Amiodarone induces stress responses and calcium flux mediated by the cell wall in Saccharomyces cerevisiae.Can J Microbiol. 2009 Mar; 55(3):288-303.CJ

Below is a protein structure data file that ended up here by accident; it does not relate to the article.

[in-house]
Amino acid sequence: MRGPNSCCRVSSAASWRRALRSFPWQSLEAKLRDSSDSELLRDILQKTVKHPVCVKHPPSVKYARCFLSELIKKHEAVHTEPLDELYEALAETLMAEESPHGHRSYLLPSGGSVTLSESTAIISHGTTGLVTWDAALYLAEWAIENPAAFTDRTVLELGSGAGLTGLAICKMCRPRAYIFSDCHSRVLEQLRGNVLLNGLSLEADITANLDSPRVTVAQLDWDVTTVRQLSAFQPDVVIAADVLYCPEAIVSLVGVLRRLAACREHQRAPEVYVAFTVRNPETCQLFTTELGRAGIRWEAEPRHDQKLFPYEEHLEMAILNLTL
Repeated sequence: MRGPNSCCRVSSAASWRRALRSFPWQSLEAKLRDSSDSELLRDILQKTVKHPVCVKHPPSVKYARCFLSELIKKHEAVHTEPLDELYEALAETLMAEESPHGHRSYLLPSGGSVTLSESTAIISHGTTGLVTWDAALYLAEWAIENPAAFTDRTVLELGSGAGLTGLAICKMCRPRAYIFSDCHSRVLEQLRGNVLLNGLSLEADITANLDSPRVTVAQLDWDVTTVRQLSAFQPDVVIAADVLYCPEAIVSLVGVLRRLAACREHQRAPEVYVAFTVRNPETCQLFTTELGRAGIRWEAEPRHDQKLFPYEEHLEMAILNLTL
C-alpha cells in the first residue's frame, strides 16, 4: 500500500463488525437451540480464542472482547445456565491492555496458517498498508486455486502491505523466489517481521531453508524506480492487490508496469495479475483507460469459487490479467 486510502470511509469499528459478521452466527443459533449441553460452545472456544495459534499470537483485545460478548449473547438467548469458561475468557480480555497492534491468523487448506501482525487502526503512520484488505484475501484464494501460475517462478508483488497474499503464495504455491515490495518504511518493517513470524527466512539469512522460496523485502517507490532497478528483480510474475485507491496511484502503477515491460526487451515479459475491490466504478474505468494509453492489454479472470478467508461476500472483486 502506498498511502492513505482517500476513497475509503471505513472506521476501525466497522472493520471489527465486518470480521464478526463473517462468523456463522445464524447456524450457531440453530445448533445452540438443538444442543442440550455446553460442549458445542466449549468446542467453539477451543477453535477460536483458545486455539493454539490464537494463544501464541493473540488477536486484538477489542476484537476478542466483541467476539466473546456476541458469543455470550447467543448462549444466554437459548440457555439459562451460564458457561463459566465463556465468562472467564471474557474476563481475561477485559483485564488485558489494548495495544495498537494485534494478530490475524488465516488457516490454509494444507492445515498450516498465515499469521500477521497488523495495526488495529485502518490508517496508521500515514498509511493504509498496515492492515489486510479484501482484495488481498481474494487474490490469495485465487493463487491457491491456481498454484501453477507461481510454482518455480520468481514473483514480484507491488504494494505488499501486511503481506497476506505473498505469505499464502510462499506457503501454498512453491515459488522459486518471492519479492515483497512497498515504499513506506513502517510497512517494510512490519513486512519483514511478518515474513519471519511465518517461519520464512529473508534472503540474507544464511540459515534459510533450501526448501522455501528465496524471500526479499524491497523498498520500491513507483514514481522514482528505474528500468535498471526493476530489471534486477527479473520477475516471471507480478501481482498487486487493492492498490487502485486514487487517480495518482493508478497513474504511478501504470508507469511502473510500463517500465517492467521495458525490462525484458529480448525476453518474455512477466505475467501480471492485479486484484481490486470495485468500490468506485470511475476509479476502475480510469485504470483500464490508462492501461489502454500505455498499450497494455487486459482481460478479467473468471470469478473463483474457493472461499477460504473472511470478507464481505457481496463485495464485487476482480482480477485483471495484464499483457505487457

We used a proteomic approach to study effects of amiodarone on cells of the yeast Saccharomyces cerevisiae. Amiodarone has been shown to have antifungal activity in vitro and causes a massive increase in cytoplasmic calcium levels ([Ca2+]cyt). Proteomic analysis of cells exposed to amiodarone show that this drug elicits stress responses and points to involvement of proteins associated with the cell wall. We tested several of those proteins for involvement in the Ca2+ flux. In particular, the amiodarone-induced Ca2+ flux was decreased in bgl2Delta cells, which have altered levels of beta-glucan and chitin. The involvement of the cell wall in the Ca2+ flux induced by amiodarone treatment was tested by addition of yeast cell-wall components. While mannan inhibited the rise in [Ca2+]cyt, beta-glucan potentiated the Ca2+ flux by 4.5-fold, providing evidence that the cell wall is directly involved in controlling this Ca2+ flux. This conclusion is corroborated by the inhibition of the Ca2+ flux by calcofluor, which is known to bind to cell-wall chitin and inhibit cell growth. Zymolyase treatment altered the kinetics of amiodarone-induced calcium flux and uncoupled the inhibitory effect of calcofluor. These effects demonstrate that the cell-wall beta-glucan regulates calcium flux elicited by amiodarone.